Appears in

Oxford Companion to Food

Oxford Companion to Food

By Alan Davidson

Published 2014

  • About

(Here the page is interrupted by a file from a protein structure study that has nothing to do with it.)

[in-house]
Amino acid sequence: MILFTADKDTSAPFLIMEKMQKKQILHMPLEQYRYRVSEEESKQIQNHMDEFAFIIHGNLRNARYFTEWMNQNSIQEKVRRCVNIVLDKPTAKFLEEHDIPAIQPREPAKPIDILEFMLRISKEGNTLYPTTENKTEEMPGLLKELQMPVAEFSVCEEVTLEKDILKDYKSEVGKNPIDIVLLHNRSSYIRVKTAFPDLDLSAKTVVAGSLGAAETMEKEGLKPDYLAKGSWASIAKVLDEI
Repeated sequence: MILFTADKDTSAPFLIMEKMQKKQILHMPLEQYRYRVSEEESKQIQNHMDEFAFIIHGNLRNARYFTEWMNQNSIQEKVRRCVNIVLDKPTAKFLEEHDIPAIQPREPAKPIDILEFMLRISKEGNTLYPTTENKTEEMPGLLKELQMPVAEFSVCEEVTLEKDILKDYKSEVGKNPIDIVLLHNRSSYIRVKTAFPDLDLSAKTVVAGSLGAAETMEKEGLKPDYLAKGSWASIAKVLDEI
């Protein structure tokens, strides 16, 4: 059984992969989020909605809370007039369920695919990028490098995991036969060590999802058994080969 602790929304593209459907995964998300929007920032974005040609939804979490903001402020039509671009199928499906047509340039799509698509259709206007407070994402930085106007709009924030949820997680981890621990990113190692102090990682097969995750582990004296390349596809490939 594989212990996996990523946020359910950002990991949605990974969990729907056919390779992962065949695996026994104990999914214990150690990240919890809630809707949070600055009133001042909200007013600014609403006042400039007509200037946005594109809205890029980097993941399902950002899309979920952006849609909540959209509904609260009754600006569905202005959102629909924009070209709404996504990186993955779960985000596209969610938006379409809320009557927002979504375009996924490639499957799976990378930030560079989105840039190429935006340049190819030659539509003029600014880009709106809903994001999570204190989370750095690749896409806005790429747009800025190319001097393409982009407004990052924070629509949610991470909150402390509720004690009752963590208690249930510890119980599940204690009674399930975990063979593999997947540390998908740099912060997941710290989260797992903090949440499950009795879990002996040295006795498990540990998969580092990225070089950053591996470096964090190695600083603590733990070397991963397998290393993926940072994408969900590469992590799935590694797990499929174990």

meringue an airy, crisp confection of beaten egg white and sugar. The word probably entered French from German, as did many other French words ending in -ingue. It first appeared in print in Massialot (1691), although earlier recipes for the same thing but without the name had been published. The name travelled to England almost at once and first appeared in print there in 1706. Legends to the effect that the origin of the name is connected with the activities of a Swiss chef in the 1720s may be disregarded. The same applies to the more pleasing notion advanced by Thudichum (1895) that the name came from the Merovingian kings of France, whose dynasty began in AD 481.